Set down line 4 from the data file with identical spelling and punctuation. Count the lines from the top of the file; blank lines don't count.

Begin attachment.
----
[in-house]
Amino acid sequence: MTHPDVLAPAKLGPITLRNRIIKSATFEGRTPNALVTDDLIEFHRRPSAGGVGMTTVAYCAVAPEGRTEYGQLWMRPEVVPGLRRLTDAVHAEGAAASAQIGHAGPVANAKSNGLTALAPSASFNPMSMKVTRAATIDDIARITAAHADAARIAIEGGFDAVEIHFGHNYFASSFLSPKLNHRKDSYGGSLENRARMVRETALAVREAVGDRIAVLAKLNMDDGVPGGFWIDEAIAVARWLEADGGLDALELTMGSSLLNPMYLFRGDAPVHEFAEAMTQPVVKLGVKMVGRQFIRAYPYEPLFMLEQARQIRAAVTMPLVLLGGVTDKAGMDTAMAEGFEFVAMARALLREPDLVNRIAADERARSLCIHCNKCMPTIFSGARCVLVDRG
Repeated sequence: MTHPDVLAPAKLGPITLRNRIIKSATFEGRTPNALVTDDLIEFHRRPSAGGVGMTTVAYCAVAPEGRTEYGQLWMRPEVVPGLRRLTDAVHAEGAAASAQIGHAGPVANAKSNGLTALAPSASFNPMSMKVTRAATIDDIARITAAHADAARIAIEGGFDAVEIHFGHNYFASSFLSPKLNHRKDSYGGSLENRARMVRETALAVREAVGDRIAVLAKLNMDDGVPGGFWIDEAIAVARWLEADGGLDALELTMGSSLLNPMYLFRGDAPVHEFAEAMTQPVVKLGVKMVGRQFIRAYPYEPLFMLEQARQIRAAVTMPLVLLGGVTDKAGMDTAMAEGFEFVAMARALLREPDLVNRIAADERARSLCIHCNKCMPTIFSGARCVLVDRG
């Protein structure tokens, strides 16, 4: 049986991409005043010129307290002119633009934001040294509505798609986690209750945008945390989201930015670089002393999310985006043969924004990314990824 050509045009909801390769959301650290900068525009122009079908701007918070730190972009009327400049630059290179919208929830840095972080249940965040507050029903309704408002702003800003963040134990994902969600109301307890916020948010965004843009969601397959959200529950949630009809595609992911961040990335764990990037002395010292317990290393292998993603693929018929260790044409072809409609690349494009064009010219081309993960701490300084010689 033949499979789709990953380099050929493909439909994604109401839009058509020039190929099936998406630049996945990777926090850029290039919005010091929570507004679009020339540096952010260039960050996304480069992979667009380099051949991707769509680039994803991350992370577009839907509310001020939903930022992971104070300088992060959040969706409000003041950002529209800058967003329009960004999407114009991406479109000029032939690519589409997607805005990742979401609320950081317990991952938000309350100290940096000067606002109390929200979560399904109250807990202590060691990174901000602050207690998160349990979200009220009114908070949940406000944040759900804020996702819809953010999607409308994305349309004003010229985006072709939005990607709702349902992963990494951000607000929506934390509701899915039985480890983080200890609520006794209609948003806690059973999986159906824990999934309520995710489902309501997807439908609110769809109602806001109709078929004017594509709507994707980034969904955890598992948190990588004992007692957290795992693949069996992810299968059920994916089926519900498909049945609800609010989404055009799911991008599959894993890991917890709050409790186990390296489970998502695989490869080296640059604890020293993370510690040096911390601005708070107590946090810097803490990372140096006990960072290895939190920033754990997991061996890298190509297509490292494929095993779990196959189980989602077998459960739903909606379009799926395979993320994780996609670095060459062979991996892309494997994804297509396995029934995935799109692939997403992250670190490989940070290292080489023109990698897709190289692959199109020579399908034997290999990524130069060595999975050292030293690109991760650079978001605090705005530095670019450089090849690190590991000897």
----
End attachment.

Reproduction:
């Protein structure tokens, strides 16, 4: 049986991409005043010129307290002119633009934001040294509505798609986690209750945008945390989201930015670089002393999310985006043969924004990314990824 050509045009909801390769959301650290900068525009122009079908701007918070730190972009009327400049630059290179919208929830840095972080249940965040507050029903309704408002702003800003963040134990994902969600109301307890916020948010965004843009969601397959959200529950949630009809595609992911961040990335764990990037002395010292317990290393292998993603693929018929260790044409072809409609690349494009064009010219081309993960701490300084010689 033949499979789709990953380099050929493909439909994604109401839009058509020039190929099936998406630049996945990777926090850029290039919005010091929570507004679009020339540096952010260039960050996304480069992979667009380099051949991707769509680039994803991350992370577009839907509310001020939903930022992971104070300088992060959040969706409000003041950002529209800058967003329009960004999407114009991406479109000029032939690519589409997607805005990742979401609320950081317990991952938000309350100290940096000067606002109390929200979560399904109250807990202590060691990174901000602050207690998160349990979200009220009114908070949940406000944040759900804020996702819809953010999607409308994305349309004003010229985006072709939005990607709702349902992963990494951000607000929506934390509701899915039985480890983080200890609520006794209609948003806690059973999986159906824990999934309520995710489902309501997807439908609110769809109602806001109709078929004017594509709507994707980034969904955890598992948190990588004992007692957290795992693949069996992810299968059920994916089926519900498909049945609800609010989404055009799911991008599959894993890991917890709050409790186990390296489970998502695989490869080296640059604890020293993370510690040096911390601005708070107590946090810097803490990372140096006990960072290895939190920033754990997991061996890298190509297509490292494929095993779990196959189980989602077998459960739903909606379009799926395979993320994780996609670095060459062979991996892309494997994804297509396995029934995935799109692939997403992250670190490989940070290292080489023109990698897709190289692959199109020579399908034997290999990524130069060595999975050292030293690109991760650079978001605090705005530095670019450089090849690190590991000897």